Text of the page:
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Altered video task : a non-verbal measure of what-who-where recall in young children

Bobrowicz, Katarzyna LU and Haman, Maciej (2017) In Behaviour and Information Technology
Abstract
This report aims to introduce, test and discuss a new method of measuring episodic memory in participants with highly restricted verbal abilities. Although an elicited/deferred imitation paradigm has already proposed a successful method of measuring this capacity in infants as young as 6 months old [Bauer, Patricia J. 2006. “Constructing a Past in Infancy: A Neuro-Developmental Account.” Trends in Cognitive Sciences 10 (4): 175–181], it failed to include a measure of capacities crucial for episodic recall, that is: a sense of self, a sense of subjective time and autonoetic consciousness [Tulving, Endel. 2002. “Episodic Memory: From Mind to Brain.” Annual Reviews Psychology 53: 1–25]. We combined developmental and comparative approaches in... (More)
This report aims to introduce, test and discuss a new method of measuring episodic memory in participants with highly restricted verbal abilities. Although an elicited/deferred imitation paradigm has already proposed a successful method of measuring this capacity in infants as young as 6 months old [Bauer, Patricia J. 2006. “Constructing a Past in Infancy: A Neuro-Developmental Account.” Trends in Cognitive Sciences 10 (4): 175–181], it failed to include a measure of capacities crucial for episodic recall, that is: a sense of self, a sense of subjective time and autonoetic consciousness [Tulving, Endel. 2002. “Episodic Memory: From Mind to Brain.” Annual Reviews Psychology 53: 1–25]. We combined developmental and comparative approaches in the altered video task to allow for simultaneous measuring of episodic recall and autonoetic consciousness. Episodic recall was measured via presentation of non-modified and modified recordings of a personal past event after a 24-h delay. The 15-month-old infants were expected to watch the modified video significantly longer than the non-modified video, and so evince the differentiation between them. Alongside, the infants participated in a mirror-mark task (a standard measure of self-recognition) and in a real-time video task (a possible alternative for the mirror-mark task). Results for ‘what’ and ‘who’ were consistent with our expectations. All results, their implications and possible future directions are discussed. (Less)
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author
organization
publishing date
type
Contribution to journal
publication status
epub
subject
keywords
Episodic memory, self-recognition, altered video task, imitation, Tulving, Bauer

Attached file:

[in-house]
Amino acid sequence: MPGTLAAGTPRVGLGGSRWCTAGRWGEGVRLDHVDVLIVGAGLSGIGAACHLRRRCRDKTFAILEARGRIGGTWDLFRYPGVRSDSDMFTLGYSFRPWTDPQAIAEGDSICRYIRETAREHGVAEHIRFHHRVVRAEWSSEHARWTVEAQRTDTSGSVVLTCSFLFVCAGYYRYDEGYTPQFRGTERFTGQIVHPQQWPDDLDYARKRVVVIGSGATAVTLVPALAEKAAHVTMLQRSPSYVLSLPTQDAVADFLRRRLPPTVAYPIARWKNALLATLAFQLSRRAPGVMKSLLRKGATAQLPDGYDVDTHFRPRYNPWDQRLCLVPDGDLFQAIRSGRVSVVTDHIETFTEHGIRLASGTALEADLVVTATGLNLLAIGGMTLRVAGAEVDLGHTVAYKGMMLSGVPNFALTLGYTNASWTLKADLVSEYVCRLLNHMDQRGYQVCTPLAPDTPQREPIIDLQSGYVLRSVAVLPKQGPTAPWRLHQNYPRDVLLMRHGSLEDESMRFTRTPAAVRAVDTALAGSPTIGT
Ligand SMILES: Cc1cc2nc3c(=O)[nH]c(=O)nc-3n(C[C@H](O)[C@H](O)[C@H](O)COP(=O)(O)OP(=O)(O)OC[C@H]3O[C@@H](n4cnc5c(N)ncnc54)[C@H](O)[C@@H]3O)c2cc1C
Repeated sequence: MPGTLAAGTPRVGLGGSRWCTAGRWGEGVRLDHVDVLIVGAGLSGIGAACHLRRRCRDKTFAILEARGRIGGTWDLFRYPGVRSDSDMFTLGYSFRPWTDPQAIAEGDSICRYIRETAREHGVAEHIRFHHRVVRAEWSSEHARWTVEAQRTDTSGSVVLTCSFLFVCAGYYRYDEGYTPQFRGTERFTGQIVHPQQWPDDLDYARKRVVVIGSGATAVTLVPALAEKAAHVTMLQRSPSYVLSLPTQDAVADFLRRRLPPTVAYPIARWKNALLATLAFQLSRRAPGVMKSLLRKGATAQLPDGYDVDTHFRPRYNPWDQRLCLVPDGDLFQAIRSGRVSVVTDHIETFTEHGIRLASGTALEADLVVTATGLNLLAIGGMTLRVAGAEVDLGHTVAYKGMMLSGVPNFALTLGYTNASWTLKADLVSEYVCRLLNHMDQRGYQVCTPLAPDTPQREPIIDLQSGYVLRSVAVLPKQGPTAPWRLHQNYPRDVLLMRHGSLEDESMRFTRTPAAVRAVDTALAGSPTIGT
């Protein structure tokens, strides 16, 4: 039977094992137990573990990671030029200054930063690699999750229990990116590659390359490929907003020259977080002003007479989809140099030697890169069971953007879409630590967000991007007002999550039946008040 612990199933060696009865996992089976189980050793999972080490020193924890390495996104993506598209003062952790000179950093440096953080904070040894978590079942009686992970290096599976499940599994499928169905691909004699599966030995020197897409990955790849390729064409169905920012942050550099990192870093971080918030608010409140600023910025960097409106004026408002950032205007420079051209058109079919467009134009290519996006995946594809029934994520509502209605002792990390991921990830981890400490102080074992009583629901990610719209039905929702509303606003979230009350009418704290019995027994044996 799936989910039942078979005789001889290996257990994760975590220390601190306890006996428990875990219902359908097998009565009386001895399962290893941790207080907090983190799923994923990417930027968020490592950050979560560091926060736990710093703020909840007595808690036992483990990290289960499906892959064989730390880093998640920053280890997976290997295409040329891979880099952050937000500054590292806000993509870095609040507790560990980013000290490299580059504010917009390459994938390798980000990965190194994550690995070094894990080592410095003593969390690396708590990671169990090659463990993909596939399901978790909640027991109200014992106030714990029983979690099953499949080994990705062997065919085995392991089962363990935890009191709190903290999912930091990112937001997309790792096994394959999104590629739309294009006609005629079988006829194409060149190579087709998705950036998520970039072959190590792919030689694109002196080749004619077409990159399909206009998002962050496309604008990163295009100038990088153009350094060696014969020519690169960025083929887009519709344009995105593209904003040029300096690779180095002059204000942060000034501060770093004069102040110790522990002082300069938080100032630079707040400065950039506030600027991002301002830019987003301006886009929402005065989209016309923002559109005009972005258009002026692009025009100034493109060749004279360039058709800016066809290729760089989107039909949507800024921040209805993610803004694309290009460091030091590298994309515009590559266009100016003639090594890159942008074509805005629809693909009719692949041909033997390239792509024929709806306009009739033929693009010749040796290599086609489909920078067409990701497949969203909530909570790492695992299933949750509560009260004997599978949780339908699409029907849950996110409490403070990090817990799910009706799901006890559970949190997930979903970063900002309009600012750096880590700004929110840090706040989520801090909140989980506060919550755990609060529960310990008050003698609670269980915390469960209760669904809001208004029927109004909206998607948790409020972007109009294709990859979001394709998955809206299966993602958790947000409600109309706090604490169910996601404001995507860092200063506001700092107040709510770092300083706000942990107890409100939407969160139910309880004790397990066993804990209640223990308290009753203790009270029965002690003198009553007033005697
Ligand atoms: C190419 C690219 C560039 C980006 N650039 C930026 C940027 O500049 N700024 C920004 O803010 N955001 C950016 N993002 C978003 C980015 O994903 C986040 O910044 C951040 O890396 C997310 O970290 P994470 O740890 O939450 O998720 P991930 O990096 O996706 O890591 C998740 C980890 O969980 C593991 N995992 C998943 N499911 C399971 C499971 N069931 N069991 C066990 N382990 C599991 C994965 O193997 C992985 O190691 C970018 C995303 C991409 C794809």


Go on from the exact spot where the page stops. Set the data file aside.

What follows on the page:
in
Behaviour and Information Technology
pages
16 pages
publisher
Taylor & Francis
external identifiers
  • scopus:85027495231
ISSN
0144-929X
DOI
10.1080/0144929X.2017.1364422
language
English
LU publication?
yes
id
4a221f92-6eac-49e8-816c-98c742e997a2
date added to LUP
2017-08-16 22:43:42
date last changed
2017-09-10 05:22:58
@article{4a221f92-6eac-49e8-816c-98c742e997a2,
  abstract     = {This report aims to introduce, test and discuss a new method of measuring episodic memory in participants with highly restricted verbal abilities. Although an elicited/deferred imitation paradigm has already proposed a successful method of measuring this capacity in infants as young as 6 months old [Bauer, Patricia J. 2006. “Constructing a Past in Infancy: A Neuro-Developmental Account.” Trends in Cognitive Sciences 10 (4): 175–181], it failed to include a measure of capacities crucial for episodic recall, that is: a sense of self, a sense of subjective time and autonoetic consciousness [Tulving, Endel. 2002. “Episodic Memory: From Mind to Brain.” Annual Reviews Psychology 53: 1–25]. We combined developmental and comparative approaches in the altered video task to allow for simultaneous measuring of episodic recall and autonoetic consciousness. Episodic recall was measured via presentation of non-modified and modified recordings of a personal past event after a 24-h delay. The 15-month-old infants were expected to watch the modified video significantly longer than the non-modified video, and so evince the differentiation between them. Alongside, the infants participated in a mirror-mark task (a standard measure of self-recognition) and in a real-time video task (a possible alternative for the mirror-mark task). Results for ‘what’ and ‘who’ were consistent with our expectations. All results, their implications and possible future directions are discussed.},
  author       = {Bobrowicz, Katarzyna and Haman, Maciej},
  issn         = {0144-929X},
  keyword      = {Episodic memory,self-recognition,altered video task, imitation,Tulving,Bauer},
  language     = {eng},
  month        = {08},
  pages        = {16},
  publisher    = {Taylor & Francis},
  series       = {Behaviour and Information Technology},
  title        = {Altered video task : a non-verbal measure of what-who-where recall in young children},
  url          = {http://dx.doi.org/10.1080/0144929X.2017.1364422},
  year         = {2017},
}